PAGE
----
Physics of Photography Home > References
This is a comprehensive list of all the references cited or used throughout my Physics of Photography series. When possible, I have included links to Amazon – as an Amazon affiliate, I earn a commission if you purchase through these recommended links; your support helps keep this website running!
Caroll, Henry. (2014). Read This If You Want To Take Great Photographs (2nd ed.). Laurence King Publishing.
Fantastic beginner book. It covers a little of everything and is very compartmentalized. It’s essentially a summary of what you would learn in an introductory photography course, so if you’ve had a bit of photography education or even self-education, there probably won’t be much to gain from it.
Peterson, B. (2016). Understanding exposure (4th ed.). Amphoto Books.
A great, well-rounded approach to basic camera settings. This would be a great read for hobbyist photographers wanting to learn a bit more about the relationship between aperture, shutter speed, and ISO.
Barnbaum, Bruce. (2017). The Art of Photography: A Personal Approach to Artistic Expression (2nd ed.). Rocky Nook.
Very nicely presented and, as stated in the title, very personal. A great mix of techniques, philosophy, light, color, editing, and art. It covers both digital and analog photography and darkroom techniques. If I were to select just one photography book for someone at any level, this would be it.
Adams, Ansel. (1995). The Camera: The Ansel Adams Photography Series 1. Little, Brown.
The first in a revered trilogy by one of America’s most celebrated photographers, this series seamlessly translates into the digital age despite its roots in the film era. I’ve cherished these books for decades and find myself returning to them often. A must-have for every photographer’s bookshelf.
Adams, Ansel. (1995). The Negative: The Ansel Adams Photography Series 2. Little, Brown.
I would argue that the second book in the trilogy, The Negative, is the most valuable of the three. The chapters on light, exposure, and the zone system are invaluable. Understanding the zone system can be particularly useful for more detailed photo editing.
Adams, Ansel. (1995). The Print: The Ansel Adams Photography Series 3. Little, Brown.
Not as useful as the first two if you primarily shoot digital, but it’s worth mentioning. Some darkroom techniques do correspond to digital editing. If you are shooting film, and especially if you are working in a darkroom it’s a must-have. Or, you know, just complete the set. 😁
Physics and Optics Basics
Feynman, Leighton, Sands (2006). The Feynman Lectures on Physics Volumes I, II, III. Pearson.
One of the best presentations on physics I’ve read. This three-volume series does contain more advanced content than you would find in a typical undergraduate course, but Feynman was so good at explaining the material intuitively that there is a lot to be gained, even if you don’t understand all the more detailed math and calculus.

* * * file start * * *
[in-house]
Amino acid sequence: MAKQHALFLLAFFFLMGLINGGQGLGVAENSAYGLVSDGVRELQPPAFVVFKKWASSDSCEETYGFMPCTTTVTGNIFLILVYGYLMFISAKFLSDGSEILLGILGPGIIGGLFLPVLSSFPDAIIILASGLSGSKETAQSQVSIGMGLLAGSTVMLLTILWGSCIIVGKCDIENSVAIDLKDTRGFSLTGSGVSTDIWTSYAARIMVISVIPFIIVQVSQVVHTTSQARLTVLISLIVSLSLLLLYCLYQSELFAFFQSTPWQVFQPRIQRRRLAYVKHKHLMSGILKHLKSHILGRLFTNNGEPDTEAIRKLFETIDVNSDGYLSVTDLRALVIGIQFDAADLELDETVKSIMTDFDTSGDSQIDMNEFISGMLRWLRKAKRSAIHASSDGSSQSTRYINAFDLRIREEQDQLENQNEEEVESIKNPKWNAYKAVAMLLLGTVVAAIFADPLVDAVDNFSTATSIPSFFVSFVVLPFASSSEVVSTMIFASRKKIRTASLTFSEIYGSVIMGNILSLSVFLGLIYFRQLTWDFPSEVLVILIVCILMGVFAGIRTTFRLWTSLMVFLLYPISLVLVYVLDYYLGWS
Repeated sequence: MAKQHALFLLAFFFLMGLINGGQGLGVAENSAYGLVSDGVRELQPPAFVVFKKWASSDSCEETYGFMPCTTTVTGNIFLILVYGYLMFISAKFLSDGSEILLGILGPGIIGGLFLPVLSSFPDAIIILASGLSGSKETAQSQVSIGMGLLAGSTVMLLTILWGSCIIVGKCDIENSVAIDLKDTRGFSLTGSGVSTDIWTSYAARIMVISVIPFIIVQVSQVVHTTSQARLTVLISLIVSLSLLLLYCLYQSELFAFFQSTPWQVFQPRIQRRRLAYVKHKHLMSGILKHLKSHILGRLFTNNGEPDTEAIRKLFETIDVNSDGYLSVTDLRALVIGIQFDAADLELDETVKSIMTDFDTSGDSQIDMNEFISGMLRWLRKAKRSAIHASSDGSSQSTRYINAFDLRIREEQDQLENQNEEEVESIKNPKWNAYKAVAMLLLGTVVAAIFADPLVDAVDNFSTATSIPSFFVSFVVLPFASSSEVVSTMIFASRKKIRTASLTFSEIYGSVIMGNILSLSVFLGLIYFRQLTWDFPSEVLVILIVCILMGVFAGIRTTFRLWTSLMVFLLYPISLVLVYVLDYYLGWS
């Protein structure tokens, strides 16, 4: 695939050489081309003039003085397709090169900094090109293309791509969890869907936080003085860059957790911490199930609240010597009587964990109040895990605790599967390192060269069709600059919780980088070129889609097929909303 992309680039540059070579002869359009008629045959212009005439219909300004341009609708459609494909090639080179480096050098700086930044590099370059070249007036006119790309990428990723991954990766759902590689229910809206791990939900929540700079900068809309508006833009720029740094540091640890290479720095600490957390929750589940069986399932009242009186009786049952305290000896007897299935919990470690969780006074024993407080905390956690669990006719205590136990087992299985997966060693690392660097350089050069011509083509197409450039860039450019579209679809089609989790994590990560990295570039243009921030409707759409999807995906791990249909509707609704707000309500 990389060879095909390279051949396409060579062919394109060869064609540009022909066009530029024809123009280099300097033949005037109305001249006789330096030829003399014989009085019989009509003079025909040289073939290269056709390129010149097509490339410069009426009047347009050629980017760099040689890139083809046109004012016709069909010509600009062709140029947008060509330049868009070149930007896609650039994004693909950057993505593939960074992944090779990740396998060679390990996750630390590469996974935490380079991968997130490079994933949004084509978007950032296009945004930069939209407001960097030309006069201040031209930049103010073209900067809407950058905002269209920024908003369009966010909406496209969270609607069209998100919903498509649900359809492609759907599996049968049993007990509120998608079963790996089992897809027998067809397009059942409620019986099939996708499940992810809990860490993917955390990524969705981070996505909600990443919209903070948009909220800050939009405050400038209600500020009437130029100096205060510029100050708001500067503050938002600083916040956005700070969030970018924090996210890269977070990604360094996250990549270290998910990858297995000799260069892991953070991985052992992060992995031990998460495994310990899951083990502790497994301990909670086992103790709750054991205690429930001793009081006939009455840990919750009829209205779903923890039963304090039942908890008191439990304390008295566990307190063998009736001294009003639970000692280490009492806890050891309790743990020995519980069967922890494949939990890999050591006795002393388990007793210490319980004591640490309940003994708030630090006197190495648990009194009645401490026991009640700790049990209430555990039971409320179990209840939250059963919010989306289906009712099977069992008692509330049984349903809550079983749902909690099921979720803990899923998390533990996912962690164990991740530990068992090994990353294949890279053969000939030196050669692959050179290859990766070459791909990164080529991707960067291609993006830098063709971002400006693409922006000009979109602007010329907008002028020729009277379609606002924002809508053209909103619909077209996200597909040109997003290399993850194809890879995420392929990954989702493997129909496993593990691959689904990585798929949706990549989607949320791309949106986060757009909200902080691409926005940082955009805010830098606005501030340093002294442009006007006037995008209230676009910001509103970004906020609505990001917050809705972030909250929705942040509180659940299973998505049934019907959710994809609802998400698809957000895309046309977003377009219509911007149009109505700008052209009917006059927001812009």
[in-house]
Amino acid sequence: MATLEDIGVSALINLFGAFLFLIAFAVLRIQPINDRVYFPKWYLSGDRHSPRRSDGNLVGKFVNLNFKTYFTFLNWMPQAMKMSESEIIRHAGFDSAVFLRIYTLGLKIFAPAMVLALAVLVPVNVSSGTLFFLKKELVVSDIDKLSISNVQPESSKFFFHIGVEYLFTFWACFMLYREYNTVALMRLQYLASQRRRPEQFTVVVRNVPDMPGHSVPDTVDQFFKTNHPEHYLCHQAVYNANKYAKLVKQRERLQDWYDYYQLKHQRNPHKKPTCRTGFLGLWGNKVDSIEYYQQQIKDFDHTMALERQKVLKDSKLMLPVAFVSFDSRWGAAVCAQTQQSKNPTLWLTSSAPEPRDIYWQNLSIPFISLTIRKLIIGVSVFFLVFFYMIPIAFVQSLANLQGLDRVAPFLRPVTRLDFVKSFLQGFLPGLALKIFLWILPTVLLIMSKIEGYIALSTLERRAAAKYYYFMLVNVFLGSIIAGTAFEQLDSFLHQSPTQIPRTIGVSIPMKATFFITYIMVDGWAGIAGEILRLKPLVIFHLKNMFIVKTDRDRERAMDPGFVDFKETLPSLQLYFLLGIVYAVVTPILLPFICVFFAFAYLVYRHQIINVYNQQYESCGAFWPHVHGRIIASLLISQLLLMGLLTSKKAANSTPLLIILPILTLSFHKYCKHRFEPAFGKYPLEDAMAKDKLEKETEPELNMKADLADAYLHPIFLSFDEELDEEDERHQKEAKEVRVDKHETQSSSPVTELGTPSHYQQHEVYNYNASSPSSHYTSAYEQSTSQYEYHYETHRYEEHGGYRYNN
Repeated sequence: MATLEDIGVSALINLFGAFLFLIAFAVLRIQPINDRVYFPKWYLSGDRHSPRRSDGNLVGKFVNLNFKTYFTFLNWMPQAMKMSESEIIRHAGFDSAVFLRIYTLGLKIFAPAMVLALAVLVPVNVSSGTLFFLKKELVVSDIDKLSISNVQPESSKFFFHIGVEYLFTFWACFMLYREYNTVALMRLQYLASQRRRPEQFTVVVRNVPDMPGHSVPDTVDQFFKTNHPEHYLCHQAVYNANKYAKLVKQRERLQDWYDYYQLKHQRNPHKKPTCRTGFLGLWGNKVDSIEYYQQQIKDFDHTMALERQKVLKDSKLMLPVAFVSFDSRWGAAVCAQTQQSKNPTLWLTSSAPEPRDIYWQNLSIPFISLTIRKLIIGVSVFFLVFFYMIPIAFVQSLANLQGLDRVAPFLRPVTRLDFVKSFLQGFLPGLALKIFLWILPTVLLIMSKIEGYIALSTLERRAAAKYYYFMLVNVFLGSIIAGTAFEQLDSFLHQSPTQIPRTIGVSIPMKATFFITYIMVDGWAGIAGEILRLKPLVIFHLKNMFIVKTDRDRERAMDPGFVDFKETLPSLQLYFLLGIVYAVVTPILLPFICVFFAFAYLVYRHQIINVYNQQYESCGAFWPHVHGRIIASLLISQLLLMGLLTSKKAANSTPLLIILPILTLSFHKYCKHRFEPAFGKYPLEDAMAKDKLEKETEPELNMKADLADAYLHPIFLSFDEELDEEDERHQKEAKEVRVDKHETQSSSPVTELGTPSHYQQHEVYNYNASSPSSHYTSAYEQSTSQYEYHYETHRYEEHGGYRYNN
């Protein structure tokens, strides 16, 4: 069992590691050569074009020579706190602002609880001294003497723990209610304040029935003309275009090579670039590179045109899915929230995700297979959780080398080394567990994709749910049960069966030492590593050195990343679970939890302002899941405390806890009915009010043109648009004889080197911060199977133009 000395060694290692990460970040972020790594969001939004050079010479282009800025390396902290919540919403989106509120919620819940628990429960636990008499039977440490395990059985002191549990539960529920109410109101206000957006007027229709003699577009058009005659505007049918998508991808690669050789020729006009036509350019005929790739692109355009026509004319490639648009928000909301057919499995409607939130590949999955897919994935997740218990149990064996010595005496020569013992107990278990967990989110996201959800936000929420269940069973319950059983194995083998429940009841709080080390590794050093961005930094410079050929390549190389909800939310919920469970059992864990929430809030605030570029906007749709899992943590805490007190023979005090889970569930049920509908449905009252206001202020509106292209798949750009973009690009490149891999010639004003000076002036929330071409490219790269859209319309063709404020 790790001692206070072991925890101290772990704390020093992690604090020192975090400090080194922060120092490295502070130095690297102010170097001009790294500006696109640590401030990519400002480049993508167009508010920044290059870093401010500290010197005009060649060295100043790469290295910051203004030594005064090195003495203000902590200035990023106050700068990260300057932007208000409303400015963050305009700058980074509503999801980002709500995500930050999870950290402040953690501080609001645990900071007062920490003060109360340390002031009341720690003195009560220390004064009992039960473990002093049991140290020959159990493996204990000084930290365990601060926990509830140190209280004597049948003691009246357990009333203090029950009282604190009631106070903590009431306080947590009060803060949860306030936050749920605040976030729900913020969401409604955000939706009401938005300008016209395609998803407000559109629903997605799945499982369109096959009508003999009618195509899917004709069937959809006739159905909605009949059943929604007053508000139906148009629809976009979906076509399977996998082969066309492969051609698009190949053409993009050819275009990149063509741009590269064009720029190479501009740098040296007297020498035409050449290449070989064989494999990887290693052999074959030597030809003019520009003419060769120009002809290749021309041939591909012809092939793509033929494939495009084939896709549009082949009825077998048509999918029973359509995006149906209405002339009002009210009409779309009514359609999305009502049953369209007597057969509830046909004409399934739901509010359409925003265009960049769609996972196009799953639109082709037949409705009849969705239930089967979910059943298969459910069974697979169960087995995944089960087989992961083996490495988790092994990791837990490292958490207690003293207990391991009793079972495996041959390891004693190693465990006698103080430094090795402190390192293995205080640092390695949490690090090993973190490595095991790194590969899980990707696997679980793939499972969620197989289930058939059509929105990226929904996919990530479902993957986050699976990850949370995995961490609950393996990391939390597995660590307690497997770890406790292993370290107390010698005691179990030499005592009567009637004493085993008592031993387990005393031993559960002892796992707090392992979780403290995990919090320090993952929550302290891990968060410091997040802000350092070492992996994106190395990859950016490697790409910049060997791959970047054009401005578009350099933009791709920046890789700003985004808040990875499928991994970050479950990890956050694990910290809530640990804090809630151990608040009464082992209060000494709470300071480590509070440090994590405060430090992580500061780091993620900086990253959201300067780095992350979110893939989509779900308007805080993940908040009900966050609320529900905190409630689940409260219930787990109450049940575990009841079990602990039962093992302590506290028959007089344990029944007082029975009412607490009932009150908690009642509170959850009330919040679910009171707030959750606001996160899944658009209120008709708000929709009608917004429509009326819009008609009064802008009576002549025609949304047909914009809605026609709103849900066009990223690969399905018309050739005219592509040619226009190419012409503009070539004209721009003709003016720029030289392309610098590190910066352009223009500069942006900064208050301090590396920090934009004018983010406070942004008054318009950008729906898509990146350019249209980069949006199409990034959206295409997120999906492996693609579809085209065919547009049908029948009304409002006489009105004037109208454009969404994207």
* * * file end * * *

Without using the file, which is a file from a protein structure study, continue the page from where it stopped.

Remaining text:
Young and Freedman, L. (2020). University Physics with Modern Physics (15th Edition). Pearson.
A typical undergraduate textbook in Physics, but it also includes modern physics, which includes an introduction to optics and light. This wasn’t what I used in my undergraduate, but I frequently referenced it when TA’ing for modern physics (11th edition) in grad school. I liked it a lot more than others.
Griffiths, David J. (2017). Introduction to Electrodynamics (4th Edition). Cambridge University Press.
Common undergraduate-level text on electricity and magnetism. Well presented and easy to follow. It does require an understanding of calculus and differential equations, but it also has good conceptual explanations. Much more accessible than Jackson’s Classical Electrodynamics listed below.
Advanced Physics and Optics
Pedrotti, F., Pedrotti, L., & Pedrotti, L. (2017). Introduction to Optics (3rd ed.). Cambridge: Cambridge University Press. doi:10.1017/9781108552493
Easily one of the first references I go to for anything optics related. This was my Optics textbook when working on my BS in Physics, and I continued to reference it frequently in graduate school and after.
Rowlands, D. A. (2020). Physics of Digital Photography (Second Edition). IOP Publishing. https://doi.org/10.1088/978-0-7503-2558-5
I’ve been living in this book since I began writing the series on the Physics of Photography. It is fairly advanced and would be difficult to read without a background in optics or at least a strong understanding of trigonometry and calculus.
Jackson, John David. (1998). Classical Electrodynamics (Third Edition). Wiley. https://doi.org/10.1088/978-0-7503-2558-5
Graduate-level text on electricity and magnetism. Most physics grad students I know likely have PTSD from this book. It has an incredible amount of information in it, but the material is not always presented with ease. Accurately described as a “right of passage for students of physics.” Expect a fair amount of “left as an exercise for the reader.” I hate that I love this book, and I love to hate this book. It’s great and terrible at the same time.